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The Evaluation of Immigrants' Credentials: The Roles of Accreditation, Immigrant Race, and Evaluator Biases

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  • Caroline, Bennett-AbuAyyash
  • Dietz, Joerg
  • Esses, Victoria M.
  • Joshi, Chetan
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    Abstract

    Theories of subtle prejudice imply that personnel decision makers might inadvertently discriminate against immigrant employees, in particular immigrant employees form racial minority groups. The argument is that the ambiguities that are associated with immigrant status (e.g., quality of foreign credentials) release latent biases against minorities. Hence, upon removal of these ambiguities (e.g., recognition of foreign credentials as equivalent to local credentials), discrimination against immigrant employees from minority groups should no longer occur. Experimental research largely confirmed these arguments, showing that participants evaluated the credentials of black immigrant employees less favorably only when the participants harbored latent racial biases and the foreign credentials of the applicants had not been accredited. The results suggest the importance of the official recognition of foreign credentials for the fair treatment of immigrant employees.

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    File URL: http://www.clsrn.econ.ubc.ca/workingpapers/CLSRN%20Working%20Paper%20no.%2018%20-%20Dietz%20and%20Esses.pdf
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    Bibliographic Info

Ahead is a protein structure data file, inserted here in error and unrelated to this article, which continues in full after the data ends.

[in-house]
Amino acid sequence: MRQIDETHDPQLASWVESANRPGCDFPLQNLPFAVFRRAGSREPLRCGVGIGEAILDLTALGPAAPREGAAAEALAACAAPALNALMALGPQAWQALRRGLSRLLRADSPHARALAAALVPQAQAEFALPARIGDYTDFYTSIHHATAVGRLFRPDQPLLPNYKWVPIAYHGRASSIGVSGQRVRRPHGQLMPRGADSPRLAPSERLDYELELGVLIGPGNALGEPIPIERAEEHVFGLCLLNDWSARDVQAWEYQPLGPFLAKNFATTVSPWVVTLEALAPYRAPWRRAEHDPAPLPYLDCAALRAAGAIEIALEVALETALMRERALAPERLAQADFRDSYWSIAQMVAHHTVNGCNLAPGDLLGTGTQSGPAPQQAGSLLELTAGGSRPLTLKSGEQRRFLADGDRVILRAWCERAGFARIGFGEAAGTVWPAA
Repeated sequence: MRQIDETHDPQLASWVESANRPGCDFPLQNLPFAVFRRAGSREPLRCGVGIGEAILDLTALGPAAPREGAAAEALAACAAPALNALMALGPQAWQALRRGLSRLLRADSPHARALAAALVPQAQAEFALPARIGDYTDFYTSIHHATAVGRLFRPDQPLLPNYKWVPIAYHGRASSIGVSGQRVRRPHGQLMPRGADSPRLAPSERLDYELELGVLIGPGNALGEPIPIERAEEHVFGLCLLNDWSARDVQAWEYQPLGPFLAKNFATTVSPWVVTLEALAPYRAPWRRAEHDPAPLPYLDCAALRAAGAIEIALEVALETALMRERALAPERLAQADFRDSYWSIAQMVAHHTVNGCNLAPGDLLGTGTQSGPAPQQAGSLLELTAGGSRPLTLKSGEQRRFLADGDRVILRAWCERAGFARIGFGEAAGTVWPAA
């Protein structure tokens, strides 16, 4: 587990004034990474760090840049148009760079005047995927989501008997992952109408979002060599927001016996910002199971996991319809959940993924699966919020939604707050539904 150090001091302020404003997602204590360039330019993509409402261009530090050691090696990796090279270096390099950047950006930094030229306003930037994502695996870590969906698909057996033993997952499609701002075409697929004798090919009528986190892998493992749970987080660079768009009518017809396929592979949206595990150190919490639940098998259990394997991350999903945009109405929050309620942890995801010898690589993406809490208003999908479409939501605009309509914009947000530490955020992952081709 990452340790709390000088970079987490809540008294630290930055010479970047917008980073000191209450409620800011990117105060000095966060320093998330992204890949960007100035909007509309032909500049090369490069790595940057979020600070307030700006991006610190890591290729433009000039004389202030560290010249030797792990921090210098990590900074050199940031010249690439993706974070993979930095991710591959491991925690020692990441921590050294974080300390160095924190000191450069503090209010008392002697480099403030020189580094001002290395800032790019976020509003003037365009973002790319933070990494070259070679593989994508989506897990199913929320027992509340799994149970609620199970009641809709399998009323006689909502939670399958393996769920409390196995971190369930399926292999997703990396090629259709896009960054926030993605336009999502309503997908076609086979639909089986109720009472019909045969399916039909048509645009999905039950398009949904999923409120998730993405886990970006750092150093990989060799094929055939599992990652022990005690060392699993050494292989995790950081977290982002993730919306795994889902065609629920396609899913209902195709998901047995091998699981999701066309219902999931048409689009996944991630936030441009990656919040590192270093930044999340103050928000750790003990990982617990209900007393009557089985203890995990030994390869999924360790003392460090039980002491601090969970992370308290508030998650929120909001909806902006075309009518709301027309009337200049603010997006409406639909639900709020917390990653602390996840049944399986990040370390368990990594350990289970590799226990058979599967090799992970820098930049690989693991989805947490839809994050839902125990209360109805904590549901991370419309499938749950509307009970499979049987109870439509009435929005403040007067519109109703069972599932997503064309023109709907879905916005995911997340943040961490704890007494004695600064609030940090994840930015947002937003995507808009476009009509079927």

Paper provided by Vancouver School of Economics in its series CLSSRN working papers with number clsrn_admin-2009-27.

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    Length: 47 pages
    Date of creation: 15 Mar 2009
    Date of revision: 15 Mar 2009
    Handle: RePEc:ubc:clssrn:clsrn_admin-2009-27

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    Web page: http://www.clsrn.econ.ubc.ca/

    Related research

    Keywords: Labour Discrimination; Immigrants; Racial Minorities; Prejudice; Credential Recognition; Experiment;

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    References

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    1. Sweetman, Arthur, 2004. "Immigrant Source Country Educational Quality and Canadian Labour Market Outcomes," Analytical Studies Branch Research Paper Series 2004234e, Statistics Canada, Analytical Studies Branch.
    2. Becker, Gary S., 1971. "The Economics of Discrimination," University of Chicago Press Economics Books, University of Chicago Press, edition 1, number 9780226041162, June.
    3. Marianne Bertrand & Sendhil Mullainathan, 2004. "Are Emily and Greg More Employable Than Lakisha and Jamal? A Field Experiment on Labor Market Discrimination," American Economic Review, American Economic Association, vol. 94(4), pages 991-1013, September.
    4. Altonji, Joseph G. & Blank, Rebecca M., 1999. "Race and gender in the labor market," Handbook of Labor Economics, in: O. Ashenfelter & D. Card (ed.), Handbook of Labor Economics, edition 1, volume 3, chapter 48, pages 3143-3259 Elsevier.
    5. William A. Darity & Patrick L. Mason, 1998. "Evidence on Discrimination in Employment: Codes of Color, Codes of Gender," Journal of Economic Perspectives, American Economic Association, vol. 12(2), pages 63-90, Spring.
    6. Brief, Arthur P. & Dietz, Joerg & Cohen, Robin Reizenstein & Pugh, S. Douglas & Vaslow, Joel B., 2000. "Just Doing Business: Modern Racism and Obedience to Authority as Explanations for Employment Discrimination," Organizational Behavior and Human Decision Processes, Elsevier, vol. 81(1), pages 72-97, January.
    7. Lee Cronbach, 1951. "Coefficient alpha and the internal structure of tests," Psychometrika, Springer, vol. 16(3), pages 297-334, September.
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